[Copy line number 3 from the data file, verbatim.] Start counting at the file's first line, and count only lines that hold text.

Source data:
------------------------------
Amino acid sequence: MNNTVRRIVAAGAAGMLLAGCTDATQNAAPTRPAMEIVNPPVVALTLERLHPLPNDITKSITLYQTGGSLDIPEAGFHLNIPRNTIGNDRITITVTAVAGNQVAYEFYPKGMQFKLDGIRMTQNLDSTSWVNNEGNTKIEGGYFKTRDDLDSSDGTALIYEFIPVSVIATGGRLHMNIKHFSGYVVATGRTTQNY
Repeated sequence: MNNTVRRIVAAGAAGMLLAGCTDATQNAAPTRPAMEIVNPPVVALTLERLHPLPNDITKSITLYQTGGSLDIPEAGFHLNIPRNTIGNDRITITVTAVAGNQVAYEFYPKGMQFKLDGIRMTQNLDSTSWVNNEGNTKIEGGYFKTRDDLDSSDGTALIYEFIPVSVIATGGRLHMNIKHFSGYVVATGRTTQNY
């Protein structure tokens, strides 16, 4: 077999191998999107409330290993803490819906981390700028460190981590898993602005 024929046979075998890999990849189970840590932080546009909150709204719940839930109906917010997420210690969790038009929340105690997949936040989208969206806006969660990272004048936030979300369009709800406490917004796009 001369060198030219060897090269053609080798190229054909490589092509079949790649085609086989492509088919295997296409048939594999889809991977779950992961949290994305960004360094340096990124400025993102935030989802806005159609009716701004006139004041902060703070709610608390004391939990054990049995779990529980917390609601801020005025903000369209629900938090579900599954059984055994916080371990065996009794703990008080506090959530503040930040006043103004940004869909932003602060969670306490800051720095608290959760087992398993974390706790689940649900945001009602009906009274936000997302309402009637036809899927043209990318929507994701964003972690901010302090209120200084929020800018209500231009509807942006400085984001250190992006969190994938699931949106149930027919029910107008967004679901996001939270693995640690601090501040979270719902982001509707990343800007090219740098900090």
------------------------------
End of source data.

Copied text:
């Protein structure tokens, strides 16, 4: 077999191998999107409330290993803490819906981390700028460190981590898993602005 024929046979075998890999990849189970840590932080546009909150709204719940839930109906917010997420210690969790038009929340105690997949936040989208969206806006969660990272004048936030979300369009709800406490917004796009 001369060198030219060897090269053609080798190229054909490589092509079949790649085609086989492509088919295997296409048939594999889809991977779950992961949290994305960004360094340096990124400025993102935030989802806005159609009716701004006139004041902060703070709610608390004391939990054990049995779990529980917390609601801020005025903000369209629900938090579900599954059984055994916080371990065996009794703990008080506090959530503040930040006043103004940004869909932003602060969670306490800051720095608290959760087992398993974390706790689940649900945001009602009906009274936000997302309402009637036809899927043209990318929507994701964003972690901010302090209120200084929020800018209500231009509807942006400085984001250190992006969190994938699931949106149930027919029910107008967004679901996001939270693995640690601090501040979270719902982001509707990343800007090219740098900090």